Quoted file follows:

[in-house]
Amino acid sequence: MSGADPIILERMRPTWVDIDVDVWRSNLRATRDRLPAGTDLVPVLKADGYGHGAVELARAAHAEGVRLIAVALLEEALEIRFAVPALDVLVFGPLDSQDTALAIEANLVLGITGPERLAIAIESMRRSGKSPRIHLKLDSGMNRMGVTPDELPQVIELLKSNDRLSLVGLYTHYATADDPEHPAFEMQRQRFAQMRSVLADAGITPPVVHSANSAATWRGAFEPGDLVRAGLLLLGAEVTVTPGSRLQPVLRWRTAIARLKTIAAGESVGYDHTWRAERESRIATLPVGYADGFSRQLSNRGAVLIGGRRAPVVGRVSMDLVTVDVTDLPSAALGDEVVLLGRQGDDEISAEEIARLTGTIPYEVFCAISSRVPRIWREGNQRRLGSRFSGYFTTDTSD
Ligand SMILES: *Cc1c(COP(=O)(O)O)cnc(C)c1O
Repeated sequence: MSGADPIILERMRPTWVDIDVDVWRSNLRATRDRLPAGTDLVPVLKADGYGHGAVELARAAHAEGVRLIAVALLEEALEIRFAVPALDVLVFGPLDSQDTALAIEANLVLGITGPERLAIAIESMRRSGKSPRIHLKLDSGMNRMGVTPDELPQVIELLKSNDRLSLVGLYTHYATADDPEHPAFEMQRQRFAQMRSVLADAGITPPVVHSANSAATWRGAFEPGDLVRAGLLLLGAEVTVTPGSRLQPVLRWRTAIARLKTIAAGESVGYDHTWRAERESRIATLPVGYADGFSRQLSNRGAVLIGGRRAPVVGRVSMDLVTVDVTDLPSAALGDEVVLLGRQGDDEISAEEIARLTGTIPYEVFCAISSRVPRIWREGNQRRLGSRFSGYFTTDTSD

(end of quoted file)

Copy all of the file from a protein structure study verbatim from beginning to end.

[in-house]
Amino acid sequence: MSGADPIILERMRPTWVDIDVDVWRSNLRATRDRLPAGTDLVPVLKADGYGHGAVELARAAHAEGVRLIAVALLEEALEIRFAVPALDVLVFGPLDSQDTALAIEANLVLGITGPERLAIAIESMRRSGKSPRIHLKLDSGMNRMGVTPDELPQVIELLKSNDRLSLVGLYTHYATADDPEHPAFEMQRQRFAQMRSVLADAGITPPVVHSANSAATWRGAFEPGDLVRAGLLLLGAEVTVTPGSRLQPVLRWRTAIARLKTIAAGESVGYDHTWRAERESRIATLPVGYADGFSRQLSNRGAVLIGGRRAPVVGRVSMDLVTVDVTDLPSAALGDEVVLLGRQGDDEISAEEIARLTGTIPYEVFCAISSRVPRIWREGNQRRLGSRFSGYFTTDTSD
Ligand SMILES: *Cc1c(COP(=O)(O)O)cnc(C)c1O
Repeated sequence: MSGADPIILERMRPTWVDIDVDVWRSNLRATRDRLPAGTDLVPVLKADGYGHGAVELARAAHAEGVRLIAVALLEEALEIRFAVPALDVLVFGPLDSQDTALAIEANLVLGITGPERLAIAIESMRRSGKSPRIHLKLDSGMNRMGVTPDELPQVIELLKSNDRLSLVGLYTHYATADDPEHPAFEMQRQRFAQMRSVLADAGITPPVVHSANSAATWRGAFEPGDLVRAGLLLLGAEVTVTPGSRLQPVLRWRTAIARLKTIAAGESVGYDHTWRAERESRIATLPVGYADGFSRQLSNRGAVLIGGRRAPVVGRVSMDLVTVDVTDLPSAALGDEVVLLGRQGDDEISAEEIARLTGTIPYEVFCAISSRVPRIWREGNQRRLGSRFSGYFTTDTSD